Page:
Christ is Risen in our Deeds
To shout “Alleluia! “ is to praise God with energy and enthusiasm and anticipate new, surprising, and unexpected revelations of God at work. To proclaim “Alleluia!” with our financial resources is to announce our unshakable belief and joy that God is hard at work in us and in our ministries and that God is up to something awesome! The Episcopal Church in Vermont practices resurrection as we join our voices, our hopes, dreams, passions, and financial resources to serve God. One way to focus this work is through The Alleluia Fund.
Through The Episcopal Church in Vermont’s Alleluia Fund, the risen Christ is made known through our ministries to and in the world. The Alleluia Fund allows congregants and friends of the Diocese to pool financial resources in support of vital common ministries that are beyond the reach of the operating budget. Below you will find pictures, stories, and quotes from those who are engaged in or served by these ministries.
ALLELUIA! CHRIST IS RISEN IN OUR DEEDS!
Honoring the Gift of Creation
St. Barnabas Church in Norwich uses its Community Garden (located in front of the solar panels) to grow food for the Upper Valley Haven food shelf in White River Junction. On May 19th (Pentecost), we held an intergenerational work day to get the garden ready for the season. Parishioners and community neighbors showed up to help with necessary tasks, like pulling weeds, turning over the soil and adding compost. One of our folks even mowed around the garden so that we can put the mesh fence up again, once the plants are in! This year, we’re concentrating on plants that will have a high yield, and produce — like potatoes and winter squash — that will keep well, so the Haven will have fresh, local produce later into the Fall.
It’s always fun to get together. Our youngest work crew members were about 8 months old, and our eldest in their 80’s!
Walking the “Sacred Taize Path”
Members and guests of Christ Church, Bethel, entered sacred space by song, word, and body prayer on May 16th in an early evening Taize service which was combined with a seven-circuit labyrinth walk. Heather Leavitt Heather@leavitts.us of South Royalton offers either of her two canvases (the other, an eleven-circuit Chartres’ style canvas) to anyone interested (and who has the thirty to forty foot indoor space in which to lay it out.) Ever since Christ Church exchanged the dark pews for brighter blue chairs, the interior of the village church can accommodate creative liturgical events such as this one which brought people together for a unique meditative experience.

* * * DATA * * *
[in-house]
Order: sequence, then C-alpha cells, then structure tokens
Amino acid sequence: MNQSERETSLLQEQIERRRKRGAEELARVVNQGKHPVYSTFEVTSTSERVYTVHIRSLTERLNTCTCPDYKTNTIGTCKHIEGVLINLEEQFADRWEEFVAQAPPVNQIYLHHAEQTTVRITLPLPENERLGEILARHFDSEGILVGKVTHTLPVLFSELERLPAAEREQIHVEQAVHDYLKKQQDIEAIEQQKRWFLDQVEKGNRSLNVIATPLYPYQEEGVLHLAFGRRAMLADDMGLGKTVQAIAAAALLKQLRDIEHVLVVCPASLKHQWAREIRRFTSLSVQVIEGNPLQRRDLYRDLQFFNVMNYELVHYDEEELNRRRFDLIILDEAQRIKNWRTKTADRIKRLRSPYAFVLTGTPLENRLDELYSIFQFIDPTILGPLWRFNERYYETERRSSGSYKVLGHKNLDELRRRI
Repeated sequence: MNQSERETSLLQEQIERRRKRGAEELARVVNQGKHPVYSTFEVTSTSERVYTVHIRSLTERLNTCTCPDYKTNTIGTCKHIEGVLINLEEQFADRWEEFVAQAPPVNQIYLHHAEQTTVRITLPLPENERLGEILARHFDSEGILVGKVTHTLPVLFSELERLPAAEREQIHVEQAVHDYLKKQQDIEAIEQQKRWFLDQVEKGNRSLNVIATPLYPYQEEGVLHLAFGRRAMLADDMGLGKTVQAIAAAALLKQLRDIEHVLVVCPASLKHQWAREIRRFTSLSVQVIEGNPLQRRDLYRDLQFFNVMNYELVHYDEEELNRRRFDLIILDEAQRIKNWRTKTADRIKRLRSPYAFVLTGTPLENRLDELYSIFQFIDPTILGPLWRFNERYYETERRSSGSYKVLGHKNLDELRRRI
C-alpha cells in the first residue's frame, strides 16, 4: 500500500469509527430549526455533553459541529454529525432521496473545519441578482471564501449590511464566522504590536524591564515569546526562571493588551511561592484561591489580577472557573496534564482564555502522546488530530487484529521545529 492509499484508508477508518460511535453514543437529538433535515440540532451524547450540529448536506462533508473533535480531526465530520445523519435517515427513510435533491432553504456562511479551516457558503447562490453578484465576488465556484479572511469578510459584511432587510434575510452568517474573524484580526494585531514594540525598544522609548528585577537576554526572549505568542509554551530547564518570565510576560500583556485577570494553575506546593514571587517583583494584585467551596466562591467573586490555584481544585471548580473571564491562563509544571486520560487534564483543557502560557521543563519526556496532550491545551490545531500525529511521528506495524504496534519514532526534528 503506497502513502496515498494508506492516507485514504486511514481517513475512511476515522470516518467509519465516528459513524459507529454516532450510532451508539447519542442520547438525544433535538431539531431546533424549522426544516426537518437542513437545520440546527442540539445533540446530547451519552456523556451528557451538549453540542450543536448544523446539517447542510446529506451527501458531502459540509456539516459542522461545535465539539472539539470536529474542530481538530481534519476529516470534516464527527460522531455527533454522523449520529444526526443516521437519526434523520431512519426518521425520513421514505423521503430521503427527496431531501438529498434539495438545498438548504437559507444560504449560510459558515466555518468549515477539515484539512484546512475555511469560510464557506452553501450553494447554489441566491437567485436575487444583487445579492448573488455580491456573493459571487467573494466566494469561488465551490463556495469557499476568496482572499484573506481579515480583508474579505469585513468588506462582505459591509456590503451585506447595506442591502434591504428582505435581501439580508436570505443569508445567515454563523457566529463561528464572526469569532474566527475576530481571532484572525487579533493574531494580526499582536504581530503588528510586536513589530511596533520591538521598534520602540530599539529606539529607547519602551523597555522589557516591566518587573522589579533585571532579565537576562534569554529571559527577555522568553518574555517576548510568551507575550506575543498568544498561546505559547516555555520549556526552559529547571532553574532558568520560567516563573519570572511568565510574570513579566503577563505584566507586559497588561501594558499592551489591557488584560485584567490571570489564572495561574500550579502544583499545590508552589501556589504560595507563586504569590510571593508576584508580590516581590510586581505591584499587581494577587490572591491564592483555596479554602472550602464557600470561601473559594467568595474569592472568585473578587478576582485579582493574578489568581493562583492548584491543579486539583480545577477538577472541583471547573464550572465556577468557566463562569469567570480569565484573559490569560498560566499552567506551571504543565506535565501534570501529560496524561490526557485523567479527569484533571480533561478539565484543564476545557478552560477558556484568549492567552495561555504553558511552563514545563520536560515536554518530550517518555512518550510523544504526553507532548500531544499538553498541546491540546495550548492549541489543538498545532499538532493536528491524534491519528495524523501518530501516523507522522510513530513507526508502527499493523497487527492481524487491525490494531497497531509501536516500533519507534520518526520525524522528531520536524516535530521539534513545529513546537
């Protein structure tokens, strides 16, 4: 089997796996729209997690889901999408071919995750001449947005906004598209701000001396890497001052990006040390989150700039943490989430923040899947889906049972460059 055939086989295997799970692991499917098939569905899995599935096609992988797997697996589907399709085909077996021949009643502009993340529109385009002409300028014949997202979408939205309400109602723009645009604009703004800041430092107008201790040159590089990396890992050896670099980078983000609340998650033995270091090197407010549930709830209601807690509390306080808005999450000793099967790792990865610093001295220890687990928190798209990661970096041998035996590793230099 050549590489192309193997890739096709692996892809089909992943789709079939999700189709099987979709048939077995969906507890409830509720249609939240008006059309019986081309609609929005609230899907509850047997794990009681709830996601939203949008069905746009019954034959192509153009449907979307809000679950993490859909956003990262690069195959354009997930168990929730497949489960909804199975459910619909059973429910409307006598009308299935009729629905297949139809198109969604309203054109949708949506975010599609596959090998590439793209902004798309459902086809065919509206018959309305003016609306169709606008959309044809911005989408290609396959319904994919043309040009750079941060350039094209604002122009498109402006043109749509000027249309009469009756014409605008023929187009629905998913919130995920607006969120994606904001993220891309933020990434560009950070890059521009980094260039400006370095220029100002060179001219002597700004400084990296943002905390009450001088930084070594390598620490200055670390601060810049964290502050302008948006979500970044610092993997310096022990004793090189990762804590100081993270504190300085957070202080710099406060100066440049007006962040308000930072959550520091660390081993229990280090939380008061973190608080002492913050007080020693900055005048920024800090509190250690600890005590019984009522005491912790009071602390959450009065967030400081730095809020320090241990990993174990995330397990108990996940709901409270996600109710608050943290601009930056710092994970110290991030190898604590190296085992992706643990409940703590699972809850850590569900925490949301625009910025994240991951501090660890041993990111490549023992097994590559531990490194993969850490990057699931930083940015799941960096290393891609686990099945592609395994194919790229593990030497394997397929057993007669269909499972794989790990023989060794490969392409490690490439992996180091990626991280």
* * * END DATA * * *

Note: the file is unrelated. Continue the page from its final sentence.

A poem by Marilyn McEntyre was read before people began walking the labyrinth. In part, it reads: “Every turning moves us toward the center…We learn how little we can measure, how great can be the gift of a moment, a pause along the path…We circle inward, consenting, outward, trusting and are taught again the folly of laying up treasures…But all we have comes down to this: yes to what is here, now. Thanks be to God, for what is here now, again, and again.”
“Holding our tender questions, we moved through the labyrinth, and in return, were moved by the presence of God. “Ubi caritas…where true charity and love abide, God is there.” Our combined labyrinth/Taize service was so deeply meditative that we didn’t want it to end. It drew us more closely into the desire and the ability to pray without ceasing.”
“The repetition of the chords on the piano, along with the quiet singing and walking enveloped the space with amazing sense of peace and calm.”
“My experience was very healing. It grounded me, and renewed my sense of letting go and trusting that whatever is meant to be, will be. I needed that more than I knew.”